This Intelligent 3D Printer Is Building Big, Beautiful Structures

Imagine one day walking into a gorgeous structure—like LA’s famous Walt Disney Concert Hall—only to discover it was designed by a computer system and constructed by automated robotic arms.

Ai Build, a London-based startup, aims to pave the way to 3D printing on large scales.

The company is equipping industrial-grade Kuka robotic arms with artificial intelligence and “3D printing guns” to 3D print large structures that focus on maximizing efficiency with labor and materials.

3D printed Daedalus pavilion. Image credit: Ai Build
3D printed Daedalus Pavilion. Image credit: Ai Build

Founder and CEO Daghan Cam dreamed up the technology while considering traditional commercial construction and wondering what a more efficient and automated process might look like.

In October, the company partnered with engineering consulting firm Arup Engineers to debut the 3D printed “Daedalus Pavilion” at the GPU Technology Conference in Amsterdam. The structure is roughly 16 feet wide and 14 feet tall. Its 48 parts were printed in 15 days and assembled in less than one.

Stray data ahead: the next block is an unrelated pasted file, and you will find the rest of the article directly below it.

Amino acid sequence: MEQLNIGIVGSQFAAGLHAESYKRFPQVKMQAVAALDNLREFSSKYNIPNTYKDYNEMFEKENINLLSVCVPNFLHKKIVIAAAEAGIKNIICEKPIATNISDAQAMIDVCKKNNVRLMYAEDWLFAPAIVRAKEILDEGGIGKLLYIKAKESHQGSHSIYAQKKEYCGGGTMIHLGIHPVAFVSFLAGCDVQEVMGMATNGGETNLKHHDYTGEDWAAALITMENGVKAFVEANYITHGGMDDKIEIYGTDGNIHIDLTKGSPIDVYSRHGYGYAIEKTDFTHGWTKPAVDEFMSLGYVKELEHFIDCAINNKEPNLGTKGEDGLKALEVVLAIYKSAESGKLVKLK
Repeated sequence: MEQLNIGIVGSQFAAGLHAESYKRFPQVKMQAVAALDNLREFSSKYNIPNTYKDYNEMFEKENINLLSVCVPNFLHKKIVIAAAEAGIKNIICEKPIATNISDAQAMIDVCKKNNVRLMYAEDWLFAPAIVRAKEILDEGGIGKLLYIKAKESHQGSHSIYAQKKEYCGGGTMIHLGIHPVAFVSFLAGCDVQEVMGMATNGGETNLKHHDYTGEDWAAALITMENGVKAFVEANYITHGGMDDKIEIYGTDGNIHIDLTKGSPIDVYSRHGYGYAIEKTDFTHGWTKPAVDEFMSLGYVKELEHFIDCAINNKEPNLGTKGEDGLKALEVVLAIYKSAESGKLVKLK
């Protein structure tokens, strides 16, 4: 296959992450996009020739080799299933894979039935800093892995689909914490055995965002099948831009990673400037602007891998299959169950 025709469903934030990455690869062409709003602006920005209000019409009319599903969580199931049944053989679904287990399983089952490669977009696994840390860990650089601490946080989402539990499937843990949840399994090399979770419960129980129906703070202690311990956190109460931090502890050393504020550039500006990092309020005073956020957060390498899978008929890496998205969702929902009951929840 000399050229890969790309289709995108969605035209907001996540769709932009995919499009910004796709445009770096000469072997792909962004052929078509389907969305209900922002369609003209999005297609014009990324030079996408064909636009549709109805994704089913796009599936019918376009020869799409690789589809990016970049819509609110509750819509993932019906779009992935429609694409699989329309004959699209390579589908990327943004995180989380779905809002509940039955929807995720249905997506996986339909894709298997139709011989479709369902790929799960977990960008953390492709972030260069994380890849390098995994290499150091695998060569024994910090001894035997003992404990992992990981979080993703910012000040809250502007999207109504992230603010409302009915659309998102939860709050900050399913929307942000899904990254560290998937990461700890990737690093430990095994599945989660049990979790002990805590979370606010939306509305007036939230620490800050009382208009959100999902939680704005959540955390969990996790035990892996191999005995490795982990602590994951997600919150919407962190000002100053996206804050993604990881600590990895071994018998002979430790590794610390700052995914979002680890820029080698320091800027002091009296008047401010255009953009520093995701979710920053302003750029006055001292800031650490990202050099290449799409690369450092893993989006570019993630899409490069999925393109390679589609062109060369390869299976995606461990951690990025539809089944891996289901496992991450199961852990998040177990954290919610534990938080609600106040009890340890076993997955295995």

Ai Build’s system uses video cameras outfitted with machine learning algorithms to allow robots to learn from their mistakes—meaning they can operate more quickly, correcting for errors on the fly instead of moving slowly to prevent them. According to Cam, Ai Build’s arms can print in half the time it would take using standard techniques.

It’s a nod to a new wave of independently creative robots and AI systems that are slowly entering the manufacturing industry.

By leveraging cost-efficient materials and AI, the prospect of additive construction becoming an alternative to traditional construction seems like a not-too-distant reality.

It will be interesting to watch what other robotic systems Ai Build pairs their technology with as it progresses.

Image source: Ai Build

Alison E. Berman
Alison E. Berman
Alison tells the stories of purpose-driven leaders and is fascinated by various intersections of technology and society. When not keeping a finger on the pulse of all things Singularity University, you'll likely find Alison in the woods sipping coffee and reading philosophy (new book recommendations are welcome).
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